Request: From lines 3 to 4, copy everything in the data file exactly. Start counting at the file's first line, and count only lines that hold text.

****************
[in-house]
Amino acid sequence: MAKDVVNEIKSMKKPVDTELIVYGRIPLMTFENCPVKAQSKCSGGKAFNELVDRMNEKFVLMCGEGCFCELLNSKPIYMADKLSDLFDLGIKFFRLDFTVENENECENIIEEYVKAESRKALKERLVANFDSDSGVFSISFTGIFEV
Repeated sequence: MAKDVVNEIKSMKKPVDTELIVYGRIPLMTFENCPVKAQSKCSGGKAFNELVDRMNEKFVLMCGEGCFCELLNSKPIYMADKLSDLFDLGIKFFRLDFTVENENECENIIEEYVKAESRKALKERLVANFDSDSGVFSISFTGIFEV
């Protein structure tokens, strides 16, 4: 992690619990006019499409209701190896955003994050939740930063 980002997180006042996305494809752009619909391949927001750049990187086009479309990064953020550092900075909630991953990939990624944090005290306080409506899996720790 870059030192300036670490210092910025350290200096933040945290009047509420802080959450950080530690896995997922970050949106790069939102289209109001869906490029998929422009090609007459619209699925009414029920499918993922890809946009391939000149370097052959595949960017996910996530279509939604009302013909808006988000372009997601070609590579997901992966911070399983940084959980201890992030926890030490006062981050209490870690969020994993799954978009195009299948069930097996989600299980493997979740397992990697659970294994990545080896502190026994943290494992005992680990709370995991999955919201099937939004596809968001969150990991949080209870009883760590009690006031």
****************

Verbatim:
Repeated sequence: MAKDVVNEIKSMKKPVDTELIVYGRIPLMTFENCPVKAQSKCSGGKAFNELVDRMNEKFVLMCGEGCFCELLNSKPIYMADKLSDLFDLGIKFFRLDFTVENENECENIIEEYVKAESRKALKERLVANFDSDSGVFSISFTGIFEV
């Protein structure tokens, strides 16, 4: 992690619990006019499409209701190896955003994050939740930063 980002997180006042996305494809752009619909391949927001750049990187086009479309990064953020550092900075909630991953990939990624944090005290306080409506899996720790 870059030192300036670490210092910025350290200096933040945290009047509420802080959450950080530690896995997922970050949106790069939102289209109001869906490029998929422009090609007459619209699925009414029920499918993922890809946009391939000149370097052959595949960017996910996530279509939604009302013909808006988000372009997601070609590579997901992966911070399983940084959980201890992030926890030490006062981050209490870690969020994993799954978009195009299948069930097996989600299980493997979740397992990697659970294994990545080896502190026994943290494992005992680990709370995991999955919201099937939004596809968001969150990991949080209870009883760590009690006031």